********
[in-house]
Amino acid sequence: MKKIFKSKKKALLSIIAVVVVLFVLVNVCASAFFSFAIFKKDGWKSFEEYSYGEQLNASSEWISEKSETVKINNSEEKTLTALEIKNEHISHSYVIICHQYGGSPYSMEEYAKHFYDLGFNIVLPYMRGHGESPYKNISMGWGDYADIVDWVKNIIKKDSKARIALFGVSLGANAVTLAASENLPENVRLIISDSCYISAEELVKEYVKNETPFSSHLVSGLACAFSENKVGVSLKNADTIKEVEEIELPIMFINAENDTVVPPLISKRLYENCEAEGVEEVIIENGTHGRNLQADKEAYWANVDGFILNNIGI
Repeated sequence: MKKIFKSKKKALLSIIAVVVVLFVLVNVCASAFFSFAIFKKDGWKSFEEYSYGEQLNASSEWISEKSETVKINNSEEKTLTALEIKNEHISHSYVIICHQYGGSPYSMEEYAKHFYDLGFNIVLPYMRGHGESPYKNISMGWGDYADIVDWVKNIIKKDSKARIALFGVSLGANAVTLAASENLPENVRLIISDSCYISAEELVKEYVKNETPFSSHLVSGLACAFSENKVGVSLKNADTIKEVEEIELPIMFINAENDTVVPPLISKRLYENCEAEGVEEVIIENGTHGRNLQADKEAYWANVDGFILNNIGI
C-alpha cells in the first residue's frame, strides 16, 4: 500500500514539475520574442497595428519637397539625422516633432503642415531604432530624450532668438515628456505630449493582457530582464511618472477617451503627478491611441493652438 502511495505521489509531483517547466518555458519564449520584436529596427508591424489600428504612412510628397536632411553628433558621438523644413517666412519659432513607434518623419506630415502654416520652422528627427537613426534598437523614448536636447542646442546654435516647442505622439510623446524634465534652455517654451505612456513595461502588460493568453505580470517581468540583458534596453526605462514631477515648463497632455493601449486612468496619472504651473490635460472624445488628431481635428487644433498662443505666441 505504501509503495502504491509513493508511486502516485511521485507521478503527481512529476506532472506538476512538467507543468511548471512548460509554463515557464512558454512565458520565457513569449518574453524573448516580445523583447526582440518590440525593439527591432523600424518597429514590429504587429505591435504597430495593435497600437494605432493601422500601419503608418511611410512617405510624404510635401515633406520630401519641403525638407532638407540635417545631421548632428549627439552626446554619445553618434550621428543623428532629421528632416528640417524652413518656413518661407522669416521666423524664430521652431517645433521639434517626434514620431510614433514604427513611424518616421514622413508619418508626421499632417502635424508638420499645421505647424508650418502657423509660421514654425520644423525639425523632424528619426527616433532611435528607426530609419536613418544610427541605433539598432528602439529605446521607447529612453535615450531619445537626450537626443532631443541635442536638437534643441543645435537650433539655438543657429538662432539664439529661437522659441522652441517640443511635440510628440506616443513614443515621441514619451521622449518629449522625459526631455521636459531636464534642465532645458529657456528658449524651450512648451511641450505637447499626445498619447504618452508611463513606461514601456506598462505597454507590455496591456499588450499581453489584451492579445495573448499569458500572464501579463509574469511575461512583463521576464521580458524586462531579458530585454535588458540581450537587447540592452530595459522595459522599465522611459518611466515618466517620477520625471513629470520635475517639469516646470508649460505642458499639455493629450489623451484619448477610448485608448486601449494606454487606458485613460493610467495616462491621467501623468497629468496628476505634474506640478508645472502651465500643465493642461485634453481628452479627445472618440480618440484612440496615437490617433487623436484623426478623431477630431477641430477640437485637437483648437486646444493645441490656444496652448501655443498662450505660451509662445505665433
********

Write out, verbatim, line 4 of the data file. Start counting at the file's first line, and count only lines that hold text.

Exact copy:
C-alpha cells in the first residue's frame, strides 16, 4: 500500500514539475520574442497595428519637397539625422516633432503642415531604432530624450532668438515628456505630449493582457530582464511618472477617451503627478491611441493652438 502511495505521489509531483517547466518555458519564449520584436529596427508591424489600428504612412510628397536632411553628433558621438523644413517666412519659432513607434518623419506630415502654416520652422528627427537613426534598437523614448536636447542646442546654435516647442505622439510623446524634465534652455517654451505612456513595461502588460493568453505580470517581468540583458534596453526605462514631477515648463497632455493601449486612468496619472504651473490635460472624445488628431481635428487644433498662443505666441 505504501509503495502504491509513493508511486502516485511521485507521478503527481512529476506532472506538476512538467507543468511548471512548460509554463515557464512558454512565458520565457513569449518574453524573448516580445523583447526582440518590440525593439527591432523600424518597429514590429504587429505591435504597430495593435497600437494605432493601422500601419503608418511611410512617405510624404510635401515633406520630401519641403525638407532638407540635417545631421548632428549627439552626446554619445553618434550621428543623428532629421528632416528640417524652413518656413518661407522669416521666423524664430521652431517645433521639434517626434514620431510614433514604427513611424518616421514622413508619418508626421499632417502635424508638420499645421505647424508650418502657423509660421514654425520644423525639425523632424528619426527616433532611435528607426530609419536613418544610427541605433539598432528602439529605446521607447529612453535615450531619445537626450537626443532631443541635442536638437534643441543645435537650433539655438543657429538662432539664439529661437522659441522652441517640443511635440510628440506616443513614443515621441514619451521622449518629449522625459526631455521636459531636464534642465532645458529657456528658449524651450512648451511641450505637447499626445498619447504618452508611463513606461514601456506598462505597454507590455496591456499588450499581453489584451492579445495573448499569458500572464501579463509574469511575461512583463521576464521580458524586462531579458530585454535588458540581450537587447540592452530595459522595459522599465522611459518611466515618466517620477520625471513629470520635475517639469516646470508649460505642458499639455493629450489623451484619448477610448485608448486601449494606454487606458485613460493610467495616462491621467501623468497629468496628476505634474506640478508645472502651465500643465493642461485634453481628452479627445472618440480618440484612440496615437490617433487623436484623426478623431477630431477641430477640437485637437483648437486646444493645441490656444496652448501655443498662450505660451509662445505665433